Archive for June, 2010

These buzz words have been around for years now, but market research after market research shows many of us are not all that clear about their meaning. So here are some clues for the curious.

Natural” seems to be the easiest to define, as most people would agree that it applies to a substance taken from nature i.e. not-man-made. We trust natural because the human species had plenty of time to figure out what is safe and what is not in the natural world, what is edible and what is poisonous, what is good for us and what harms us. Not the sort of thing somebody creates in a lab, puts on the market with great advertising fuss and then years later we may find out it has undesirable side effects. Plant extracts and naturally occurring minerals are substances most of use would consider natural.
But what do cosmetic manufacturers mean by “natural”? Well, the answer to that question is a lot less straightforward. “Natural“ being so popular a concept with consumers, cosmetic companies often take liberties with the word. In marketing jargon, natural can mean “natural-derived-processed”, “partly natural” or “almost natural”.

Natural-derived-processed” – a bit of a mouthful, so  it’s understandable that the word “processed” is often left behind. It means a substance originating in nature has been modified in a chemical process. One example most of us are familiar with is hydrogenated oil. Liquid natural oils – e.g. olive oil – go through a chemical process that adds a few hydrogen atoms to their molecules, thus turning the oils into solid, butter-like substances. At the end of the process you have a different substance, with a different chemical formula than what you had at the beginning. Is the end substance still natural?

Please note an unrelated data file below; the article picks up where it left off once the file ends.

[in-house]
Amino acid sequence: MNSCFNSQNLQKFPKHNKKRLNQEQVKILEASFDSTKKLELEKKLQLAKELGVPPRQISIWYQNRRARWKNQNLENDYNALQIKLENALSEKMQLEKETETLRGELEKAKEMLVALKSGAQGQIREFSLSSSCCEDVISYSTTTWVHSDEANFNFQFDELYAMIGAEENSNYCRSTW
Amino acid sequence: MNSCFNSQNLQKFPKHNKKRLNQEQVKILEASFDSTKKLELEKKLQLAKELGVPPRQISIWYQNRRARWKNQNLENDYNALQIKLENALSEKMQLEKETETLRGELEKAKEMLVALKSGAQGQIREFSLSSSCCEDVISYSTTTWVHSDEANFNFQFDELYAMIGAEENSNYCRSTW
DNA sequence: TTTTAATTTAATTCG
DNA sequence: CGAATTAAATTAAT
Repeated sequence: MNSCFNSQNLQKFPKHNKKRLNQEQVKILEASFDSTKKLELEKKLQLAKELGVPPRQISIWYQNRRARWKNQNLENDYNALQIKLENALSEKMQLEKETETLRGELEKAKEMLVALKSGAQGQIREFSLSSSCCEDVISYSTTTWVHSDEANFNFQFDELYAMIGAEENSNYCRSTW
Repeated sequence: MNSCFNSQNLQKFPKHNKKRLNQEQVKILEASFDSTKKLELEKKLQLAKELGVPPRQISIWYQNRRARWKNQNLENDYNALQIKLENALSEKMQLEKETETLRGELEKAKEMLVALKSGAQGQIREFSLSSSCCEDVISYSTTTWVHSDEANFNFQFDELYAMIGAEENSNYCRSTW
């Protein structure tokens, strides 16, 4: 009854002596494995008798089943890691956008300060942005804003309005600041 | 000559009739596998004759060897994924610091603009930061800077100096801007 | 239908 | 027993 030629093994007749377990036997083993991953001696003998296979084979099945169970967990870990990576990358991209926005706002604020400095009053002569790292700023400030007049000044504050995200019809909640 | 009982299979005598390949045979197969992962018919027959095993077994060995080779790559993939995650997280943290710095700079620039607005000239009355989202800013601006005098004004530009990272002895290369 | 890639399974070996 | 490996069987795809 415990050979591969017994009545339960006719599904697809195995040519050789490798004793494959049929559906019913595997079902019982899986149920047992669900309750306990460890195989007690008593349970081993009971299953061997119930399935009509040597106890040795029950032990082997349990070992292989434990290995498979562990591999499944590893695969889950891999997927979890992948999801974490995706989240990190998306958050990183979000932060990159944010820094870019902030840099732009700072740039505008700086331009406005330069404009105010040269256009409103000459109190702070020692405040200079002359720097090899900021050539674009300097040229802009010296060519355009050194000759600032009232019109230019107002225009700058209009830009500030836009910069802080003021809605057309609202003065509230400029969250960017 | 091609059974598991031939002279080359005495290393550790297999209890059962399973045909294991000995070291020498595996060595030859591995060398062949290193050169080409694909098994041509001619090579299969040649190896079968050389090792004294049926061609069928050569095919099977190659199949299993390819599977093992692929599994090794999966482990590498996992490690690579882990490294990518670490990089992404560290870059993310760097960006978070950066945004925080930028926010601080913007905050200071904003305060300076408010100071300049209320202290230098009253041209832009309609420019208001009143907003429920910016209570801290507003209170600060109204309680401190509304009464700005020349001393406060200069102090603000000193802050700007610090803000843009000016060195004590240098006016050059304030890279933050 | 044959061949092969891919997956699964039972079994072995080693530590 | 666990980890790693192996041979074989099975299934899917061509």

Organic” can be more than “natural”, but interestingly, it can be less.
The Soil Association’s criteria for organic skin care products are rather lengthy – not the kind of information you can summarise on a product’s package. Neither are they the sort of pleasant reading you would want to have with your cup of tea on a Sunday afternoon. That is why I will venture to say that – of all the natural-related buzz-words, “organic “is the least likely to be understood by the general public.
In the context of “100% natural and organic”, the organic certification is a step towards safe and healthy. But if you compare a product that is 100% natural with a product that is certified organic you will often find the  100% natural one is the closest to nature. Because the organic standards allow a number of preservatives and emulsifies, even though they are synthetic, on the grounds that there are no natural alternatives to them.

At the end of the day, there’s nothing like reading the ingredient list for yourself. The rule of thumb is: If every single ingredient in the list sounds natural, then chances are the product is natural. But if the end tail of the ingredient list reminds you of the chemistry book, then the natural claims of that brand would be better taken with a pinch of salt.